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On Saturday, October 21, 2006, GuluWalk Day, over 30,000 people, in 82 cities and 15 different countries took to the streets to urge the world to support peace in northern Uganda. The event raised over $500,000 for programs for a generation of children being left behind and GuluWalk Day 2007 is set to take place globally once again on Saturday, October 20.

GuluWalk will take place to support what the former U.N. Secretary General of Humanitarian Affairs Jan Egeland called “the world’s most neglected humanitarian crisis” and “one of the biggest scandals of our generation.” The GuluWalk is supported by Phoenix Suns’ good-guy Steve Nash, recording artist Sarah McLachlan, vocalist Measha Brueggergosman, actress Melissa Fitzgerald, singer Chantal Kreviazuk, Lt-Gen. Romeo Dallure, and Stephen Lewis, who said: “The phenomenon of the ‘night commuters’ in northern Uganda is so surreal that it almost defies description. It has been one of the worlds worst crises facing children, and every effort to bring attention to the impact this war is having on children is commendable. The GuluWalk is an imaginative project that will bring a ray of hope to the future of the children, and the communities of northern Uganda.”

GuluWalk began in 2005, when two Toronto men, co-founders Adrian Bradbury and Kieran Hayward, began hearing stories about the “night commuters” of northern Uganda. Over 40,000 children were forced to walk from their rural villages into the town of Gulu and other urban centers to find a safe place to sleep. The journey was necessary to avoid abduction by the Lord’s Resistance Army (LRA) for use in the country’s 21-year civil war. Today, peace is unreliable and the lives of children are threatened by conflict, poverty and disease such as HIV/AIDS.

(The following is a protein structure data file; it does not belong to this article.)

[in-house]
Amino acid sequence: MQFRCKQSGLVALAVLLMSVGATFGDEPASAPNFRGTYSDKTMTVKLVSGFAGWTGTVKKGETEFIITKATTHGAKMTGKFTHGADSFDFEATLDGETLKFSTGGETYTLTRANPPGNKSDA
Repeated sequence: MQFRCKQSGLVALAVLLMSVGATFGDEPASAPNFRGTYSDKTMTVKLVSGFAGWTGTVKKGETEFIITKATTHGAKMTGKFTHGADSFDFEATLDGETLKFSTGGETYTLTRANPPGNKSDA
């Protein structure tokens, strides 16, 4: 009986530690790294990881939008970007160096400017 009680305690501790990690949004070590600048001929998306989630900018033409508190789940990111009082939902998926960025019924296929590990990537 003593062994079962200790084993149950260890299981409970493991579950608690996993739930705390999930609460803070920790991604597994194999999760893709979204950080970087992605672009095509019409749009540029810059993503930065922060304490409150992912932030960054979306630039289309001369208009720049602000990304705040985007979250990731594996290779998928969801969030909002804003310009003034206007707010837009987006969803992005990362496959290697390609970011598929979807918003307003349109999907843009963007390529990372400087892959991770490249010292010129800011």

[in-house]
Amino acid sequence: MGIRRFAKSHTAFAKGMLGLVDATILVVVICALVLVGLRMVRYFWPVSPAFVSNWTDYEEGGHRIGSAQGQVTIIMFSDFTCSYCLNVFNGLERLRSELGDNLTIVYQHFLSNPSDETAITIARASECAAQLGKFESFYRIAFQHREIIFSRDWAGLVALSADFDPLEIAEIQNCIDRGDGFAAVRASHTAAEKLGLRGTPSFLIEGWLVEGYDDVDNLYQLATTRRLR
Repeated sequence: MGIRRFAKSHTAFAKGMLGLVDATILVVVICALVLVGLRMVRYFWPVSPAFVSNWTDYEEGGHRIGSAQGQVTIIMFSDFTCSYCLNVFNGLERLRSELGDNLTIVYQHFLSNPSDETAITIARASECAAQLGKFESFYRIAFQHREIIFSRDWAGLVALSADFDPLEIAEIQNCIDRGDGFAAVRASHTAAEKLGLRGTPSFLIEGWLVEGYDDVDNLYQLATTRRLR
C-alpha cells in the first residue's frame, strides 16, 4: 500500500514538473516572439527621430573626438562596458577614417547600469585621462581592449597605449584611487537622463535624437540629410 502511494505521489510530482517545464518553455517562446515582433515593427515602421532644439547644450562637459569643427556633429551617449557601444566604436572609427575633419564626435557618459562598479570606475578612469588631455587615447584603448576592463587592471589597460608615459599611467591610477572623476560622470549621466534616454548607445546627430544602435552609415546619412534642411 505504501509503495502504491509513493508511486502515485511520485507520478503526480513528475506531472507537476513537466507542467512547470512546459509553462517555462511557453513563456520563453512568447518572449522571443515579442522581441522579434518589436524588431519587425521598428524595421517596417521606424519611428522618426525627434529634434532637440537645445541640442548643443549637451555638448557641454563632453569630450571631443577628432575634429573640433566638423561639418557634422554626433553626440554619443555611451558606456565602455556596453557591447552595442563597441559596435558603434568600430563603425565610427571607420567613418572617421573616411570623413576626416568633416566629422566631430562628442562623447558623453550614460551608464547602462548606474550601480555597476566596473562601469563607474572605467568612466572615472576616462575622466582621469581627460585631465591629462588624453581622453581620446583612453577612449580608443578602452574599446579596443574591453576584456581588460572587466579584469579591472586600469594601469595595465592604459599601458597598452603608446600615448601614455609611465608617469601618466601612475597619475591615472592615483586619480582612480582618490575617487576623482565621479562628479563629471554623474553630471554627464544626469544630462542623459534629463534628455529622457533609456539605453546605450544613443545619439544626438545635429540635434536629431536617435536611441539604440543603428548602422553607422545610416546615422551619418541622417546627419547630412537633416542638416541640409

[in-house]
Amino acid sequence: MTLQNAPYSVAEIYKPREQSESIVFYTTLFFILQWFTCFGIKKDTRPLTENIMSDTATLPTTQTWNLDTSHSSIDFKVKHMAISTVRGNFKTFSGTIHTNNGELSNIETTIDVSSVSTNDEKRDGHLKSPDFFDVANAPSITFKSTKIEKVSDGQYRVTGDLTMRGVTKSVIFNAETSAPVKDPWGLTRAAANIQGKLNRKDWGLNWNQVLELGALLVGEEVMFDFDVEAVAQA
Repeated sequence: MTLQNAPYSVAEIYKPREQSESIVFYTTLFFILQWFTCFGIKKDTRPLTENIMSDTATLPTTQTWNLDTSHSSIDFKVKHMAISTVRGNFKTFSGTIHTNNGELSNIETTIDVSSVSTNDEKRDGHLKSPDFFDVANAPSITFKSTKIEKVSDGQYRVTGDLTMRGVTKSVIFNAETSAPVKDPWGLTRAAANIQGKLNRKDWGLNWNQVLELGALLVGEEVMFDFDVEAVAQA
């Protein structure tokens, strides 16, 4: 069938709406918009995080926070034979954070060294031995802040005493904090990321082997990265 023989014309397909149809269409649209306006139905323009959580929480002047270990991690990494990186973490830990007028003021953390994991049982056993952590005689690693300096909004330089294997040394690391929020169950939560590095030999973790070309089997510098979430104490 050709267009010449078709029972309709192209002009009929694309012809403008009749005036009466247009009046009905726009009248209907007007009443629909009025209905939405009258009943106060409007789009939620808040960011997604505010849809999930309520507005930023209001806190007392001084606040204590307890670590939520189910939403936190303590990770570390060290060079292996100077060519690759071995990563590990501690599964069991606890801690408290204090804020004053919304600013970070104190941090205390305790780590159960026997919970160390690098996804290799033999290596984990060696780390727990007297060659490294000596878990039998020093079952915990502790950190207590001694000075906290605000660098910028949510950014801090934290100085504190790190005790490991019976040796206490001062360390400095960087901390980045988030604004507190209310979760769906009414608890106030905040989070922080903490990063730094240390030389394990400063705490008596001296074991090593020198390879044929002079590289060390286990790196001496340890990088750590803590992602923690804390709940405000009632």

“No man, woman or child should have to live in constant fear of being killed or abducted. We are walking in solidarity with northern Ugandans and are determined to make long-lasting peace in Uganda a Canadian priority,” said Lama Hammad, Committee Chair of GuluWalk Ottawa 2007.

GuluWalk continues to have global reach and has been featured in media outlets all over the world. GuluWalk co-founders Bradbury and Hayward were recognized in 2005 as Newsmakers of the Year by Maclean’s magazine, while Bradbury’s writing on the conflict continues to appear the National Post, the Sudan Tribune and Uganda’s Daily Monitor. 


Since 2005, GuluWalk has grown into a major international movement, with over 30,000 walkers expected in 89 cities and 14 countries in 2007. Hopefully all of you will go out this weekend and join the thousands of people around the world that will march for love.

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